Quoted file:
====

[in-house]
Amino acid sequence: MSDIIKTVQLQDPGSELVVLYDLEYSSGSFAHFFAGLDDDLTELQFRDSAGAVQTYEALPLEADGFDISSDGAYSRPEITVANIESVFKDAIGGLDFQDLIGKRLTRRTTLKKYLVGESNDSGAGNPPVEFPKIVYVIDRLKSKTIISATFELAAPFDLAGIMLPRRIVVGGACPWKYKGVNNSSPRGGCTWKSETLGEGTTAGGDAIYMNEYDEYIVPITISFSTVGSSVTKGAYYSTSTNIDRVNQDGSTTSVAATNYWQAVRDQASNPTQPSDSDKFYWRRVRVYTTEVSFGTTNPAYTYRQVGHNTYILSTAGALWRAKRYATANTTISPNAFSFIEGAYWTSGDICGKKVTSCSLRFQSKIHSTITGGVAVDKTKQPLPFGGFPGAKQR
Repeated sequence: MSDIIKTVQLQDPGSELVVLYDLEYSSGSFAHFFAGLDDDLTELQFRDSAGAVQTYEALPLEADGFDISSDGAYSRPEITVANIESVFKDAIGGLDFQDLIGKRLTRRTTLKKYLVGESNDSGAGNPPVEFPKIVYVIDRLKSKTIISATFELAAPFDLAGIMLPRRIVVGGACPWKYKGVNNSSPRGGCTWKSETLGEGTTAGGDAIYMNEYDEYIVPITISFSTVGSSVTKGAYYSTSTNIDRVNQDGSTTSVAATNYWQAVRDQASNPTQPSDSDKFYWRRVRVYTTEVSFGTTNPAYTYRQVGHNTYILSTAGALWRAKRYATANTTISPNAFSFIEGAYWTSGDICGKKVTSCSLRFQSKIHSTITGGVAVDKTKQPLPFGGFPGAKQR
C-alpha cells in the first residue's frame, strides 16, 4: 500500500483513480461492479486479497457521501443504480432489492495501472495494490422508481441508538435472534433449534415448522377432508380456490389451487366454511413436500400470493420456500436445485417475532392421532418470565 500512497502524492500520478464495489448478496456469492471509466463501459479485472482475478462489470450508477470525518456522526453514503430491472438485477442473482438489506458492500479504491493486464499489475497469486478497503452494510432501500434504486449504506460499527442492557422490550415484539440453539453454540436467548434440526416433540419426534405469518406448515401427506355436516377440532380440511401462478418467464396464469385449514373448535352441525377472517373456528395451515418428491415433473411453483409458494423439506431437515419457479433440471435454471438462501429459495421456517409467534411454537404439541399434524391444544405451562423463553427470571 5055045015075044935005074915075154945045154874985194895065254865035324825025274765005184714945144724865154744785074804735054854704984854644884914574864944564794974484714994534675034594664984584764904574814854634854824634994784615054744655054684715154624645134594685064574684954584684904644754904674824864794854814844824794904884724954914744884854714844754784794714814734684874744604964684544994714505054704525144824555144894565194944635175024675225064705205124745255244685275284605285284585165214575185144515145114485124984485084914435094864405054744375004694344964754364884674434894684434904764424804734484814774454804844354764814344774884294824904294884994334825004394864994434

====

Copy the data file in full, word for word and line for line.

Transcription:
[in-house]
Amino acid sequence: MSDIIKTVQLQDPGSELVVLYDLEYSSGSFAHFFAGLDDDLTELQFRDSAGAVQTYEALPLEADGFDISSDGAYSRPEITVANIESVFKDAIGGLDFQDLIGKRLTRRTTLKKYLVGESNDSGAGNPPVEFPKIVYVIDRLKSKTIISATFELAAPFDLAGIMLPRRIVVGGACPWKYKGVNNSSPRGGCTWKSETLGEGTTAGGDAIYMNEYDEYIVPITISFSTVGSSVTKGAYYSTSTNIDRVNQDGSTTSVAATNYWQAVRDQASNPTQPSDSDKFYWRRVRVYTTEVSFGTTNPAYTYRQVGHNTYILSTAGALWRAKRYATANTTISPNAFSFIEGAYWTSGDICGKKVTSCSLRFQSKIHSTITGGVAVDKTKQPLPFGGFPGAKQR
Repeated sequence: MSDIIKTVQLQDPGSELVVLYDLEYSSGSFAHFFAGLDDDLTELQFRDSAGAVQTYEALPLEADGFDISSDGAYSRPEITVANIESVFKDAIGGLDFQDLIGKRLTRRTTLKKYLVGESNDSGAGNPPVEFPKIVYVIDRLKSKTIISATFELAAPFDLAGIMLPRRIVVGGACPWKYKGVNNSSPRGGCTWKSETLGEGTTAGGDAIYMNEYDEYIVPITISFSTVGSSVTKGAYYSTSTNIDRVNQDGSTTSVAATNYWQAVRDQASNPTQPSDSDKFYWRRVRVYTTEVSFGTTNPAYTYRQVGHNTYILSTAGALWRAKRYATANTTISPNAFSFIEGAYWTSGDICGKKVTSCSLRFQSKIHSTITGGVAVDKTKQPLPFGGFPGAKQR
C-alpha cells in the first residue's frame, strides 16, 4: 500500500483513480461492479486479497457521501443504480432489492495501472495494490422508481441508538435472534433449534415448522377432508380456490389451487366454511413436500400470493420456500436445485417475532392421532418470565 500512497502524492500520478464495489448478496456469492471509466463501459479485472482475478462489470450508477470525518456522526453514503430491472438485477442473482438489506458492500479504491493486464499489475497469486478497503452494510432501500434504486449504506460499527442492557422490550415484539440453539453454540436467548434440526416433540419426534405469518406448515401427506355436516377440532380440511401462478418467464396464469385449514373448535352441525377472517373456528395451515418428491415433473411453483409458494423439506431437515419457479433440471435454471438462501429459495421456517409467534411454537404439541399434524391444544405451562423463553427470571 5055045015075044935005074915075154945045154874985194895065254865035324825025274765005184714945144724865154744785074804735054854704984854644884914574864944564794974484714994534675034594664984584764904574814854634854824634994784615054744655054684715154624645134594685064574684954584684904644754904674824864794854814844824794904884724954914744884854714844754784794714814734684874744604964684544994714505054704525144824555144894565194944635175024675225064705205124745255244685275284605285284585165214575185144515145114485124984485084914435094864405054744375004694344964754364884674434894684434904764424804734484814774454804844354764814344774884294824904294884994334825004394864994434